1 HP commissioned Morning Consult to conduct a survey between March 19th and 23rd, 2022. A total sample of 200 enterprise IT decision makers (100 in US/100 in Canada) and 1,000 office workers (500 in US/500 in Canada). Morning Consult works with panel providers to recruit people through a variety of methods (e.g., loyalty programs, in-app promos, etc.) to build a pool of respondents willing to take surveys in exchange for rewards, such as gift cards. Respondents are not endorsing an HP product. The interviews were conducted online, and the data was unweighted. Results for ITDMs have a margin of error of plus or minus 7 percentage points, while results for office workers have a margin of error of plus or minus 3 percentage points.
2 Management of customized delivery options are only available with the optional Workflow accelerator card availability expected in January 2023.
3 Reverse and Retry technology is only available on Flow-based models.
4 Measured using ISO/IEC 24734, excludes first set of test documents. For more information, see http://www.hp.com/go/printerclaims. Exact speed varies depending on the system configuration, software application, driver, and document complexity.
5 Scan speeds measured from ADF. genuine processing speeds may vary depending on scan resolution, network conditions, computer performance, and application software. Measured using standards found at: http://standards.iso.org/ittf/PubliclyAvailableStandards/SC28_Test_Pages/.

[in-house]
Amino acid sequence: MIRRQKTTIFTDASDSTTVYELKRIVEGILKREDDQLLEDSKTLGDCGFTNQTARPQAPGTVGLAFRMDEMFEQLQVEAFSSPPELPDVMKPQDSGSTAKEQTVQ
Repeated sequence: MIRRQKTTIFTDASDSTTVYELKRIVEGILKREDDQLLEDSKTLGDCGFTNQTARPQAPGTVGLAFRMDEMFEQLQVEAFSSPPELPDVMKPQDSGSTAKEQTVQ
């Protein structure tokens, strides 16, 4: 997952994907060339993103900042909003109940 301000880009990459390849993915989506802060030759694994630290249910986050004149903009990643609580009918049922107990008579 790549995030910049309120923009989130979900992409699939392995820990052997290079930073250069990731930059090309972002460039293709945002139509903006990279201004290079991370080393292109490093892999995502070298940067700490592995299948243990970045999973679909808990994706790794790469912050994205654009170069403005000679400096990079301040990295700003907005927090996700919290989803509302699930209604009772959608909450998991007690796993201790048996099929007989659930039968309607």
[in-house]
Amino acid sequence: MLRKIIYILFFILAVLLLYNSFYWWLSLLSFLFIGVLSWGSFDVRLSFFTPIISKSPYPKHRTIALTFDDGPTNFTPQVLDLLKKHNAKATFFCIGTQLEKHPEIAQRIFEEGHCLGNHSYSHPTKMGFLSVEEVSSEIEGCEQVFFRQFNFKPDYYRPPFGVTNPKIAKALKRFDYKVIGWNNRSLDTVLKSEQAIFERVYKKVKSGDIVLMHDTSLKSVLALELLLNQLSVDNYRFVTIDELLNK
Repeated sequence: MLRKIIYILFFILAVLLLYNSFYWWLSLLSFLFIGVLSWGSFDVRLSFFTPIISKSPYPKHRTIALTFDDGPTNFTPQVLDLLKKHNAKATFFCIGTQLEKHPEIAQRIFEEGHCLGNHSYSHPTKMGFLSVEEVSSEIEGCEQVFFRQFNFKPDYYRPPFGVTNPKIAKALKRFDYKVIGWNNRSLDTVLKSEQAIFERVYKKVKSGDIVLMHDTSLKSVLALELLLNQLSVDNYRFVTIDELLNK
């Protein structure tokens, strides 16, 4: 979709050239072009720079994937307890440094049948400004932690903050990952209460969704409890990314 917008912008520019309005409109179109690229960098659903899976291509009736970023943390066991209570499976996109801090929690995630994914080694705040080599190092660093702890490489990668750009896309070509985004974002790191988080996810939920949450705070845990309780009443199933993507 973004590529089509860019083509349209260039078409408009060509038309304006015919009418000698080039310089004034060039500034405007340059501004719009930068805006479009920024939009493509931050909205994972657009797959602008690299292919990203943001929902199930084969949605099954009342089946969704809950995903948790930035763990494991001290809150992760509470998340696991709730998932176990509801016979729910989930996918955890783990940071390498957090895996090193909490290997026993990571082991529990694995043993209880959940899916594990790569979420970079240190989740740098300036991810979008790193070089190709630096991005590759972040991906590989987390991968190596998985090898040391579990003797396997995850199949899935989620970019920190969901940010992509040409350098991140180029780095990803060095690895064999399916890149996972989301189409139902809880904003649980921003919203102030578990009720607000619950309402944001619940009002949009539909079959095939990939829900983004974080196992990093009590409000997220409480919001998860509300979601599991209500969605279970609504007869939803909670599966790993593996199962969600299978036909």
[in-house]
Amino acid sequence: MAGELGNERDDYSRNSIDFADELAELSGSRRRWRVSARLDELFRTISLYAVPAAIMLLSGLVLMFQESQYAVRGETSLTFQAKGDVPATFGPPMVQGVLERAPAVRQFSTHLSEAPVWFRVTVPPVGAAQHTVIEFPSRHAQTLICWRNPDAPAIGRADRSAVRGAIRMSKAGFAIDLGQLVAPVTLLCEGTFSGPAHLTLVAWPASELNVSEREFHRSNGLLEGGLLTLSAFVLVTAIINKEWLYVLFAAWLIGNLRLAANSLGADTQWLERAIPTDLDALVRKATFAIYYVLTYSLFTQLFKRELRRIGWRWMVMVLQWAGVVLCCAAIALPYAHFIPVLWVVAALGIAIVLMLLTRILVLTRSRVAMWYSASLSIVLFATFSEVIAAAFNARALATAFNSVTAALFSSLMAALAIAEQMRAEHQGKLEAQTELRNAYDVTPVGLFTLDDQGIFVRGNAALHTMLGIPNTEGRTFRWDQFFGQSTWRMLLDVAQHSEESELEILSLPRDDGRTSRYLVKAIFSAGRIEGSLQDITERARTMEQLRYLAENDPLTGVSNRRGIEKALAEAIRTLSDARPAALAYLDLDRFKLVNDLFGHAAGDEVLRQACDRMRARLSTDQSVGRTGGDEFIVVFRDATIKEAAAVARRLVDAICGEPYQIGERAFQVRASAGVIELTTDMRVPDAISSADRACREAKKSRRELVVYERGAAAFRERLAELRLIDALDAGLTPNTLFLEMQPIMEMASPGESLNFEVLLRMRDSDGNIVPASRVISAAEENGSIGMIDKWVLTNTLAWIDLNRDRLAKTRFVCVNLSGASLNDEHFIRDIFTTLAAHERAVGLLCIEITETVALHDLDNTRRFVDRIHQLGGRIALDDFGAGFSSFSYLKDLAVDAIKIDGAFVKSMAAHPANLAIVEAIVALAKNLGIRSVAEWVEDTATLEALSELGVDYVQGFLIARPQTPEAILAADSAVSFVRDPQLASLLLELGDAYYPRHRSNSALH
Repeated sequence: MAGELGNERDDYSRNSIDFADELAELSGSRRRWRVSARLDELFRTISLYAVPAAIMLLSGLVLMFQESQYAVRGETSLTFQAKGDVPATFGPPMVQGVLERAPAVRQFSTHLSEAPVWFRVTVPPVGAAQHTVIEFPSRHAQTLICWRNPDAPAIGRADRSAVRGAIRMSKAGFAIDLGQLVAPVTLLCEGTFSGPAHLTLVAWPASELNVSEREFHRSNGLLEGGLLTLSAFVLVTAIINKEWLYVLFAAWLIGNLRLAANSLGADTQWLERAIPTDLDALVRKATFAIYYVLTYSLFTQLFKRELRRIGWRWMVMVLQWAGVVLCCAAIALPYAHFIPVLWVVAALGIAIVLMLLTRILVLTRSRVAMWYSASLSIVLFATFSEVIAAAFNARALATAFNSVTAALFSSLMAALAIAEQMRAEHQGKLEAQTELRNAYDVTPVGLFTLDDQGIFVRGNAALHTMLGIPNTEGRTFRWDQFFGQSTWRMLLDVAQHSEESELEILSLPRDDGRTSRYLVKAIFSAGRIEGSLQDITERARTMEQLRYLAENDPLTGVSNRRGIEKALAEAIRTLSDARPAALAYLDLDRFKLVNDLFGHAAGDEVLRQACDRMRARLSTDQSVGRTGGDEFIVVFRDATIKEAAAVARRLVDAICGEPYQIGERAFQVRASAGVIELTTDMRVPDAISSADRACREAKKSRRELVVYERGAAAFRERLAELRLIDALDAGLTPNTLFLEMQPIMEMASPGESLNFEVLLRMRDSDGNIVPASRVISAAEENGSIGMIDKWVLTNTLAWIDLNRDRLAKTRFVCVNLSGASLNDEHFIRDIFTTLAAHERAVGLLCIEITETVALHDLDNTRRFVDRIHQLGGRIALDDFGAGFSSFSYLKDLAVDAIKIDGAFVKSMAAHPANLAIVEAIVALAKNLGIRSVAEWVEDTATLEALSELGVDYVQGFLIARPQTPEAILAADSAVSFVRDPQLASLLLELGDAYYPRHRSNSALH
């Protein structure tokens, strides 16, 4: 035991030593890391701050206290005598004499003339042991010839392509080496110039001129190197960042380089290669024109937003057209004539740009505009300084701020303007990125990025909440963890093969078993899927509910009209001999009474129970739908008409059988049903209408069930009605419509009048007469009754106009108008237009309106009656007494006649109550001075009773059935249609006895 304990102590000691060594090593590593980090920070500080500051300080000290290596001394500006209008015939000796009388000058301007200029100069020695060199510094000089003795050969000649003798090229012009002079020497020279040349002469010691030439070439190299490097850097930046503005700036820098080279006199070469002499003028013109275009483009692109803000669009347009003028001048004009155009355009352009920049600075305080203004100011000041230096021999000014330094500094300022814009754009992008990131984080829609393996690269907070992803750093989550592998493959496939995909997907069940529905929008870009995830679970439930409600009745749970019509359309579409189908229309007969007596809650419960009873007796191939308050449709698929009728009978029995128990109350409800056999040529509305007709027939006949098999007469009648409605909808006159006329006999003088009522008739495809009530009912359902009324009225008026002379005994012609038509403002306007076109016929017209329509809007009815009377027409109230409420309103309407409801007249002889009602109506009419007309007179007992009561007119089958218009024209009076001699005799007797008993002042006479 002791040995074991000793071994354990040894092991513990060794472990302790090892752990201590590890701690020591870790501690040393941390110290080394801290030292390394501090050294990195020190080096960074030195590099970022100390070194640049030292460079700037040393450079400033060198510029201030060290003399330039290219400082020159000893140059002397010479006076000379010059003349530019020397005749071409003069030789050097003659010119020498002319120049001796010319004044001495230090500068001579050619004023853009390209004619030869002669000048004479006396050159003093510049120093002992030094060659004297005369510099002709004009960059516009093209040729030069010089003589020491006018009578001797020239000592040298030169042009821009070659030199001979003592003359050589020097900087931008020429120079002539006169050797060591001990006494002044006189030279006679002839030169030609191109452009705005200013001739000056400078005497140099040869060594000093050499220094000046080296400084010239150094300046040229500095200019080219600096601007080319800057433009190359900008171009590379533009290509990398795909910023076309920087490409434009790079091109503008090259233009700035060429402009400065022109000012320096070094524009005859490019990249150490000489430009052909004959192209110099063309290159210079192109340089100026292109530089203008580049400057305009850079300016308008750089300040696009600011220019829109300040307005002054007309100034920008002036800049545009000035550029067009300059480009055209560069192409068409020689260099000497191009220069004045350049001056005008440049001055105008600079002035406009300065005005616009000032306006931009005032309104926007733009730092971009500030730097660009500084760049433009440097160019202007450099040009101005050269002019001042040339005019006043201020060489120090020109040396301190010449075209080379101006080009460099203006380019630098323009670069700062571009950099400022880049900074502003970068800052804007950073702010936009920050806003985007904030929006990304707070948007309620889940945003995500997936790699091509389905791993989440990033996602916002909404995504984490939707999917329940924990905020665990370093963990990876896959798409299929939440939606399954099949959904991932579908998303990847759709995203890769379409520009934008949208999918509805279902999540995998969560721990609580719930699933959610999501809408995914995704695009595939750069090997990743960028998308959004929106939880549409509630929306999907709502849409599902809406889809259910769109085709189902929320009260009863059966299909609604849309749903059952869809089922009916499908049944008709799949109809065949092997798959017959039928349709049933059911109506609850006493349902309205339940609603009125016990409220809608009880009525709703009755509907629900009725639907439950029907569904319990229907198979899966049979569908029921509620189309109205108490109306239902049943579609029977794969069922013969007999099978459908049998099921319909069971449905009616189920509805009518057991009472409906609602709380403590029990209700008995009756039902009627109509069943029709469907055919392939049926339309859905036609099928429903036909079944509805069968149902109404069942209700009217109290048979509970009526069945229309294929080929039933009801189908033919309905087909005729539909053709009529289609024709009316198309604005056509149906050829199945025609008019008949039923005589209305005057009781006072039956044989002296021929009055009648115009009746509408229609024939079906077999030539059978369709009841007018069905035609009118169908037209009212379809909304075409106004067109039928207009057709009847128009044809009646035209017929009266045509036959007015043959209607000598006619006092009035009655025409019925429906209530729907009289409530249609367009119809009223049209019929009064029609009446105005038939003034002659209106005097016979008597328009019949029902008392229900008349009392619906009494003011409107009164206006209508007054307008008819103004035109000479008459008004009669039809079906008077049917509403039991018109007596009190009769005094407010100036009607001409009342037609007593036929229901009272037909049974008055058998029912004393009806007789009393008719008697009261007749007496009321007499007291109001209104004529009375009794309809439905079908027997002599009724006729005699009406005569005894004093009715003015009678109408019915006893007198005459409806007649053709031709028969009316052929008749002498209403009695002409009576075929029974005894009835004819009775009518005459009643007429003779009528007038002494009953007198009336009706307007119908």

6 Color panels are optional and availability may vary. Check with your HP Reseller for details.
7 The availability of Flex Build program differs by region or country.
8 HP’s most advanced embedded security features are available on HP Managed and Enterprise devices with HP FutureSmart firmware 4.5 or above. Claim based on HP review of 2022 published features of competitive in-class printers. Only HP offers a combination of security features to automatically detect, stop, and recover from attacks with a self-healing reboot, in alignment with NIST SP 800-193 guidelines for device cyber resiliency. For a list of compatible products, visit: hp.com/go/PrintersThatProtect. For more information, visit: hp.com/go/PrinterSecurityClaims.